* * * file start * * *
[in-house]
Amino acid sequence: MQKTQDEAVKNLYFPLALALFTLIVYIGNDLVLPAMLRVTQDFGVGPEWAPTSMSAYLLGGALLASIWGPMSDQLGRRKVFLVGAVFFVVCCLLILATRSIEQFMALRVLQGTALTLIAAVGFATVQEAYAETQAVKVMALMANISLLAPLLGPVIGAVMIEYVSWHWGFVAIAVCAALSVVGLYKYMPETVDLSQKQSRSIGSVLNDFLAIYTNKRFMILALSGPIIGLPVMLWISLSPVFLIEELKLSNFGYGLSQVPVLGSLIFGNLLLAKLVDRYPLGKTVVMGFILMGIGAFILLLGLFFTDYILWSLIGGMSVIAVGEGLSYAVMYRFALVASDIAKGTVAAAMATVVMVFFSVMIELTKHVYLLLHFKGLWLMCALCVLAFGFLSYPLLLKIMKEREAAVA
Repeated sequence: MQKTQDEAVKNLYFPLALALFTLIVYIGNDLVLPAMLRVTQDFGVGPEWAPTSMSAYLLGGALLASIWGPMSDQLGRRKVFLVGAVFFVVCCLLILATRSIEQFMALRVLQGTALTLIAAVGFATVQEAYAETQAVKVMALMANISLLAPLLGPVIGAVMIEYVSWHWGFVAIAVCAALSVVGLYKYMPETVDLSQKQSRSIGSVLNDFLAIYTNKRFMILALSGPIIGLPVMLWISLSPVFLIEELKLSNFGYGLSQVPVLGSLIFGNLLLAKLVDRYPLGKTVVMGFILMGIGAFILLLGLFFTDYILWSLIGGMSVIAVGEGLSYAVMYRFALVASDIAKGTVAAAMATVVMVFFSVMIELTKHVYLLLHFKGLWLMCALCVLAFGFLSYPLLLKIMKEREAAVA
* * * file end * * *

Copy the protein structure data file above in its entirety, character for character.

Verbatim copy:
[in-house]
Amino acid sequence: MQKTQDEAVKNLYFPLALALFTLIVYIGNDLVLPAMLRVTQDFGVGPEWAPTSMSAYLLGGALLASIWGPMSDQLGRRKVFLVGAVFFVVCCLLILATRSIEQFMALRVLQGTALTLIAAVGFATVQEAYAETQAVKVMALMANISLLAPLLGPVIGAVMIEYVSWHWGFVAIAVCAALSVVGLYKYMPETVDLSQKQSRSIGSVLNDFLAIYTNKRFMILALSGPIIGLPVMLWISLSPVFLIEELKLSNFGYGLSQVPVLGSLIFGNLLLAKLVDRYPLGKTVVMGFILMGIGAFILLLGLFFTDYILWSLIGGMSVIAVGEGLSYAVMYRFALVASDIAKGTVAAAMATVVMVFFSVMIELTKHVYLLLHFKGLWLMCALCVLAFGFLSYPLLLKIMKEREAAVA
Repeated sequence: MQKTQDEAVKNLYFPLALALFTLIVYIGNDLVLPAMLRVTQDFGVGPEWAPTSMSAYLLGGALLASIWGPMSDQLGRRKVFLVGAVFFVVCCLLILATRSIEQFMALRVLQGTALTLIAAVGFATVQEAYAETQAVKVMALMANISLLAPLLGPVIGAVMIEYVSWHWGFVAIAVCAALSVVGLYKYMPETVDLSQKQSRSIGSVLNDFLAIYTNKRFMILALSGPIIGLPVMLWISLSPVFLIEELKLSNFGYGLSQVPVLGSLIFGNLLLAKLVDRYPLGKTVVMGFILMGIGAFILLLGLFFTDYILWSLIGGMSVIAVGEGLSYAVMYRFALVASDIAKGTVAAAMATVVMVFFSVMIELTKHVYLLLHFKGLWLMCALCVLAFGFLSYPLLLKIMKEREAAVA